Following Editor in Chief Daisy Scott’s recent article “Buried in Text(books),” three members of CALPIRG sent in responses and calls to action
Letter To Editor
Paint a picture. You just got into a place of your dreams. But to get in, you have to pay $4,000. You think it’s over but then you have to pay $200-250 every few months on top of the $4,000. College textbooks have increased in prices 812% since 1980. That is 4x faster than the rate of inflation. Over 2x the rate of college semesters and quarters.
In my time, I have had to use four access codes since community college. One class even had an access code listed in their course materials, I bought it, then when I got to the class, they said I didn’t need it at all. Access codes aren’t bought back, so it was all for nothing. Why should someone pay $50 just to get their homework done? The teachers want the homework, why do students pay for it?
Online PDFs will always be replaced with a new more expensive version that literally just changed a few problems and words, claiming to be improved. Which is why we need to move to open textbooks as mentioned in Daisy Scott’s article “Buried in (Text)Books.” I’m an intern with the student organization CALPIRG. We work to get faculty to agree to online textbooks. They are faculty-written, peer-reviewed, and open-licence textbooks that can be published online. They are free to read and cheap to print. Best thing is students can keep them after their classes.
The California community colleges have done a good job implementing these textbooks. It is time for the UC’s to follow the same path.
UC San Diego Warren College
San Diego, CA
Letter to the Editor
To the Editor of The Guardian,
Almost every time at the beginning of the quarter, I often see fellow students post on Facebook, Twitter, and Snapchat complaining about how much they had to spend on textbooks for the term. Despite hearing and seeing first-hand the struggles of spending so much on textbooks, that did not stop the increases on the prices of textbooks and the new strategies for companies to create access-only homework and textbooks. However, as textbook prices are increasing and as companies start using access-only strategies, students would opt to find cheaper or free versions, or even to opt out completely.
As a student from a financially disadvantaged background, I would often find myself selecting only a few required materials to buy and rent used if applicable. Though because only a few select pages of the textbook are assigned throughout the course, I eventually end up feeling like I wasted my money that I could have used for more necessary needs such as food.
Upon reading Daisy Scott’s article called Buried in (Text)Books, I ended up relating and agreeing to much of what she says, especially on her solution to the issue. She says that if “professors are able to pay for the reproduction rights to create print course readers with excerpts of readings, they should be able to place that same content online.” The idea of online content would be faster for students to access, eliminate the burden of carrying textbooks around campus, and thus benefiting the professors because of the higher probability that students will have such access to enrich their understanding of the course.
As a member of the CALPIRG chapter at UCSD, we took Scott’s solution a step further by introducing a new alternative: open source textbooks. Professors will also be granted money in order to write textbooks that can contribute to the open source. We already have access to online databases, let’s take a step further for free access to textbooks.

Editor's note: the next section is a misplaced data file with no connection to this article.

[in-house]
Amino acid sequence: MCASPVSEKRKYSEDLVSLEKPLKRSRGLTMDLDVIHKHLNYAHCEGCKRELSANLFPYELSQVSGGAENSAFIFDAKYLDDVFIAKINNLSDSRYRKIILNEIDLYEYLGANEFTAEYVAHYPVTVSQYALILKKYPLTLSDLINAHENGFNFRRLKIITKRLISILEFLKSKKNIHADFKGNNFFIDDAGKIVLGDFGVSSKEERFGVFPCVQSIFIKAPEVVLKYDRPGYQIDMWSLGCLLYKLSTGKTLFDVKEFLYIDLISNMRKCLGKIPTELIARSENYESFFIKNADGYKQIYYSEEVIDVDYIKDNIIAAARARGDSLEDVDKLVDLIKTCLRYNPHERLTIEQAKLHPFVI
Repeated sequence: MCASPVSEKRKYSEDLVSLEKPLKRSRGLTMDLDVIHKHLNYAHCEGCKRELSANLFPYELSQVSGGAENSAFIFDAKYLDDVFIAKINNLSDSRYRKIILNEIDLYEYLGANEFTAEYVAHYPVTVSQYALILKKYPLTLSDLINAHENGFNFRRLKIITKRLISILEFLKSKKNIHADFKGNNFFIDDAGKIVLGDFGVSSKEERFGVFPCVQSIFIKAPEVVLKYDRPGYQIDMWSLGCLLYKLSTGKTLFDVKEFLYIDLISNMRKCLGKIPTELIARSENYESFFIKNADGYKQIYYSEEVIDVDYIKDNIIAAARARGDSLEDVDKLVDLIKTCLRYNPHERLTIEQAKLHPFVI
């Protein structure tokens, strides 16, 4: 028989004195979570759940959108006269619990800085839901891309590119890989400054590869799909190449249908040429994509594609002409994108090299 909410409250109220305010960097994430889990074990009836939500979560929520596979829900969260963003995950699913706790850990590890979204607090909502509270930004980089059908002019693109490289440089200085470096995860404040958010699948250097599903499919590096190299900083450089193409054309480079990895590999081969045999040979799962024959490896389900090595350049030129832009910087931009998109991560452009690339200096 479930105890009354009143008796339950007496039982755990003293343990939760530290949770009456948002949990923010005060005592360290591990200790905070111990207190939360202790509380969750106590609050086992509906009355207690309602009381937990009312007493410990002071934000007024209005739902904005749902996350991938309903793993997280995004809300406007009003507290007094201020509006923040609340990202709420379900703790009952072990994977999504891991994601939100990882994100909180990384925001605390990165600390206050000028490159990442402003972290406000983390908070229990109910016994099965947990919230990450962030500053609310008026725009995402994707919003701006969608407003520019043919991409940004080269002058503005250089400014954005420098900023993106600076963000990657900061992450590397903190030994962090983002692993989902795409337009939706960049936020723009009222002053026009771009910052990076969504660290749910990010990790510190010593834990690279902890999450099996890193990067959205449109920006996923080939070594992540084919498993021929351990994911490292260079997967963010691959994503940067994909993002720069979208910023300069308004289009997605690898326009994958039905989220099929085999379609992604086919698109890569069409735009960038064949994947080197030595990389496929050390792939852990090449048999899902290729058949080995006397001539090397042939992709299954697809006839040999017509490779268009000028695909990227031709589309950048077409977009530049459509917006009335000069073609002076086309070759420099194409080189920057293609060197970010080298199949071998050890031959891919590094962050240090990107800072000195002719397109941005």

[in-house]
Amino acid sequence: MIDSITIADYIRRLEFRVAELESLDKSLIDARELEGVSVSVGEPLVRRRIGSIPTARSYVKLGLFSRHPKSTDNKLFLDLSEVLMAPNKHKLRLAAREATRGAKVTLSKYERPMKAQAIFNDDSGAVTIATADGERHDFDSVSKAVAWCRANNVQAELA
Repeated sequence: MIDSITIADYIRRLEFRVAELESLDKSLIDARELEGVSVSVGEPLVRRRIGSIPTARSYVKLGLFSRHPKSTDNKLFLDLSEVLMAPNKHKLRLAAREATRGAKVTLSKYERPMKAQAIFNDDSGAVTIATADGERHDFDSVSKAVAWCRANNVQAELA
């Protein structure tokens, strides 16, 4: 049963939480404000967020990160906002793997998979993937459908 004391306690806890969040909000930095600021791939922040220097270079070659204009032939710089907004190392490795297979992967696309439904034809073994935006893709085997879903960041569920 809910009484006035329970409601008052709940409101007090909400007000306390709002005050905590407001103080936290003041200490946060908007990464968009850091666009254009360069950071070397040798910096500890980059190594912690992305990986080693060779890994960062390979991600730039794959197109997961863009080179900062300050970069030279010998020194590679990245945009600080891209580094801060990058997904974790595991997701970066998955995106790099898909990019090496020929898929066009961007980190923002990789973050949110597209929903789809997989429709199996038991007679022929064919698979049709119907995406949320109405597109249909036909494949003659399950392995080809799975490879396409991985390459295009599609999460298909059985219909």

3rd Year Transfer
Letter to the Editor
I didn’t realize the gravity of the situation until I found myself skipping meals on the day-to-day. Balancing classes, extracurriculars, and a job in attempt to gain experience for internships and better-paying work, I found myself sacrificing a few meals here and there to alleviate the growing financial burden of my education. My total expenditure during my first two semesters at UCSD was roughly over $300 for textbooks and homework alone- not including tuition, housing, meal plan, amenities, living conditions such as laundry, and transportation.
The fact is, I could only afford to purchase one textbook, the rest were assignments I had no other option but to purchase with the fear of taking monumental dips in my grades for classes that required them. Assignments cost around $55 per class with textbooks ranging from about $200-400. An estimated $600 would be spent by an individual per year on textbooks and homework assignments combined. However, no student should be subjecting themselves to 1 meal a day just to afford educational resources.
Textbooks written under an open license or funded by grants from the UC system would generate better performance from students, and create equal opportunity for those who have already worked hard to gain admittance to a competitive UC school. Following the example of schools like Salem State University or UMass Amherst with free textbooks, would aid in the financial struggle countless UC students undergo costing them more than a dip in their grades.
As a member of CALPIRG, a non-profit organization working to further the voice of students on large issues, I wish to broaden the representation of students struggling with the finances of our education starting with affordable textbooks and assignments. Through our campaign to get the UC system to start a grant for free and affordable textbooks, the financial and academic future of leading generations will gear towards prosperity.
UC San Diego Earl Warren College
San Diego Resident
Graphic by Geena L. Roberts.